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Children's Stories
by Margo Fallis
Ian & Mac Bedtime Stories - Yo Ho Ho

“I suppose you want a bedtime story tonight?” Mac glanced at Ian, who sat scratching his tail.

“Only if you want to, Mac.” Ian’s bottom lip pouted.

“Don’t give me that face, Ian. I’m rather fond of telling you stories each night now. I’ve got a good one for tonight. Get yourself comfy and I’ll begin.” Mac found a comfortable place and leaned his back against the tree. “My sixth great grandfather was a pirate. I’m not sure if I ever told you about him or not.”


“His name was Patches. He sailed the seven seas with a gang of cutthroat pirates, the meanest, ugliest bunch of pirates the world ever knew. The captain of the ship, The Forest Zephyr, was known as Captain Whiskers. Captain Whiskers didn’t take much of a liking to Patches. Not very often were raccoons allowed on ships, but because Patches was so ugly and so mean and cussed so much, Captain Whiskers allowed him to work in the crow’s nest. Each morning he’d climb the mast to the top and watch out for other pirate ships. One day Patches saw another ship coming their direction. He called down to Captain Whiskers. The skull and crossbones flag was raised and the pirates got ready for battle.

Being up in the crow’s nest isn’t very safe. If a cannonball hits the mast and it falls, whoever is in the crow’s nest goes tumbling into the sea. That’s just what happened. It was a Scottish war ship on its way to battle. The last thing it needed was a pirate ship in their way; so they shot their cannon and vroom, whap, shoosh; cannonballs went flying everywhere, whizzing past Patches. He crouched, keeping low. Suddenly a cannonball hit the mast. Crackle, crunch, break! There went the mast. It broke in half and the top part fell sideways. Patches clung to the crow’s nest as it sailed over the deck. He landed in the sea. The waves pounded over him. He held onto the mast and the current carried him to an island.

With only two masts, the pirate ship had no choice but to try to escape. The wind blew the sails and soon the ship anchored off shore of an island; the same island Patches was on. When Patches saw the ship, he ran down to the beach. Captain Whiskers was furious. They couldn’t leave this deserted island until they’d fixed a new mast. He ordered his crew to cut down a tree and make a mast. While the crew worked, Captain Whiskers made Patches dig a deep hole in the sand so he could bury his treasure.”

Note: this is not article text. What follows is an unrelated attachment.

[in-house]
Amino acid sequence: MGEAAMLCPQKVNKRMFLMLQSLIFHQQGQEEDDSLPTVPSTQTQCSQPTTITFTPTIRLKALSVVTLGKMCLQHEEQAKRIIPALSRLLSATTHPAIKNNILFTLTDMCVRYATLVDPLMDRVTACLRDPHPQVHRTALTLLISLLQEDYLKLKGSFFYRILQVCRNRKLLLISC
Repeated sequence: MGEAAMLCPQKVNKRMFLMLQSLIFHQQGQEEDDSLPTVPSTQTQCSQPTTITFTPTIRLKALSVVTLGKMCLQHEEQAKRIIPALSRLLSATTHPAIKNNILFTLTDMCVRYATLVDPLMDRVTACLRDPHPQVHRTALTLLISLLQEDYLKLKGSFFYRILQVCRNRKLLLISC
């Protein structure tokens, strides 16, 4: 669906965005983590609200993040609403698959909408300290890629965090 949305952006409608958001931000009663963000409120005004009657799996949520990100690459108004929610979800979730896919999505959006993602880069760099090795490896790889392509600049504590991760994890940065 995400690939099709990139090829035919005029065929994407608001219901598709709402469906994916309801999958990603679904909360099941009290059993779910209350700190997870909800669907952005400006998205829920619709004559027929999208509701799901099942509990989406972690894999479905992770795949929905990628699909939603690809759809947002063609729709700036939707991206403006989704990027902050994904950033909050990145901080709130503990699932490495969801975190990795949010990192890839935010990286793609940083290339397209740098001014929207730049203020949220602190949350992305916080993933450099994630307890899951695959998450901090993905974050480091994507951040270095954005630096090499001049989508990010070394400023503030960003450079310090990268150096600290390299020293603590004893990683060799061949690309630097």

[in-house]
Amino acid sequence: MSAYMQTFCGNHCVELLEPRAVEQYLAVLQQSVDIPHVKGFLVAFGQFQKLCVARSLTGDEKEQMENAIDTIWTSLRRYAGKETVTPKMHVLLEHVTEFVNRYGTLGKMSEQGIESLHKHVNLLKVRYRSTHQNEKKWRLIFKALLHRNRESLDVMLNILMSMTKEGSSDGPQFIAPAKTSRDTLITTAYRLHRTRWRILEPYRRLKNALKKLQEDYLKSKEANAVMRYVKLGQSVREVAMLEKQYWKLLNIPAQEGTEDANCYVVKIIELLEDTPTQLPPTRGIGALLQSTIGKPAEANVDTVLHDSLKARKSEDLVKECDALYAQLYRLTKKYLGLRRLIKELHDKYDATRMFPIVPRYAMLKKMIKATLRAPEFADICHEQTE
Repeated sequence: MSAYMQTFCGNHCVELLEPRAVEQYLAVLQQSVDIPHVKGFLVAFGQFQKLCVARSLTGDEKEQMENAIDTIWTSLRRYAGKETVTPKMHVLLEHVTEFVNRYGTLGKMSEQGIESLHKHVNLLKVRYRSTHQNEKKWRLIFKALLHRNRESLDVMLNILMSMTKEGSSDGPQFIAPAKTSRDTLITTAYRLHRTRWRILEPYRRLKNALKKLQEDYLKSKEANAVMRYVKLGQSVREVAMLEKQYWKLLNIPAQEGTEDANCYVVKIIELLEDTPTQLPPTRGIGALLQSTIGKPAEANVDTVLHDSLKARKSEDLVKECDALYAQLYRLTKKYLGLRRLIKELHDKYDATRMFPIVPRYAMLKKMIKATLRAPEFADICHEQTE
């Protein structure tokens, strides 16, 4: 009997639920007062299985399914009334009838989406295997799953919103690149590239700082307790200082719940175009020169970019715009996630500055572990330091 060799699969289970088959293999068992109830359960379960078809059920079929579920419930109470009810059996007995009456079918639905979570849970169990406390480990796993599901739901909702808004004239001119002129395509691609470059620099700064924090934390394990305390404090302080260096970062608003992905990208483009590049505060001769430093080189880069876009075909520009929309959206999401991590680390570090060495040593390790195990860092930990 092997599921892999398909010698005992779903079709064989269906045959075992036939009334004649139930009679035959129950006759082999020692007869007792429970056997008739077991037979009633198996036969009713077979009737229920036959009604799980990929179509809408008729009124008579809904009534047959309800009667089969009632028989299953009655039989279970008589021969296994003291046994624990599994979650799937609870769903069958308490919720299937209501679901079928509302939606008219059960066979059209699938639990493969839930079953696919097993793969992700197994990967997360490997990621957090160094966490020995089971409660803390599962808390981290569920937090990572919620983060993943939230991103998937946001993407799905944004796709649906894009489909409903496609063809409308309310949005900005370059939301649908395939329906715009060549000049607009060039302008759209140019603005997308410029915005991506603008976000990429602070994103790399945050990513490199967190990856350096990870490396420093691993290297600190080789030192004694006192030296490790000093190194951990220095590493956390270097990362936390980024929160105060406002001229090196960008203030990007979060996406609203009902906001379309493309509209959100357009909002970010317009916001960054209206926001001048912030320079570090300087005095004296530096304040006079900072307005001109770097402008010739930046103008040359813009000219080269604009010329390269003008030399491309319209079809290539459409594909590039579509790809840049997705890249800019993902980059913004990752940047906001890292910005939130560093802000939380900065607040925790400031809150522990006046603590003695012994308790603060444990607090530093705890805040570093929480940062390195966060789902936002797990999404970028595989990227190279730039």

“What treasure? You never mentioned treasure before,” Ian said.

“They’d captured another ship earlier, a few days before and were on their way to bury it somewhere when they were attacked by the Scottish Navy.”

“Oh. That explains it. Go on.” Ian yawned.

“Patches dug in the sand until his back ached. His fur was coated with granules and he could hardly lift the shovel. Captain Whiskers walked over to the hole, grabbed Patches by the back of his neck and flung him across the sand. He dropped his chest of gold and jewels into the hole and then told Patches to bury it. Patches was so tired. He shoveled sand on top of the chest until it was covered. He was so tired that he lay down and snoozed. When he woke up, the ship was gone. They’d abandoned him. Patches found a coconut palm and filled up on coconut milk and meat and then he felt better. Since Captain Whiskered had taken the shovel when he sailed away, Patches dug up the treasure with his hands and pulled out the chest of jewels onto the sand. He opened it and his eyes bulged when he saw how much there was. He dragged the chest behind a tree and then wandered off to see how big the island was. Well, it turns out it wasn’t an island after all. There was a village not far off on the other side. Patches ran down to the chest and took out a few jewels and gold coins. He ran to the village and found the bakery. He bought every kind of pastry and pie he could and then sat behind the shop and ate it all. Each day he took some of the jewels and gold and bought food. One day he bought meat pies and sausage rolls. Another day he bought gammon steak and steak and kidney pies.

Several months later Captain Whiskers came back to dig up his treasure. He saw the hole and no chest.  He was in a rage. He stomped back to his ship and sailed off. As for Patches, he bought himself a nice home and never went without again.”

“Is that a true story, Mac?”

“Argh, matey, ye land lubber. How dare ye doubt me.” Mac snarled at his friend.

Ian shrugged his shoulders and then closed his eyes.

Mac snickered and then reached into a hole in the tree and pulled out a ruby. “Aye, Ian, it’s true.”

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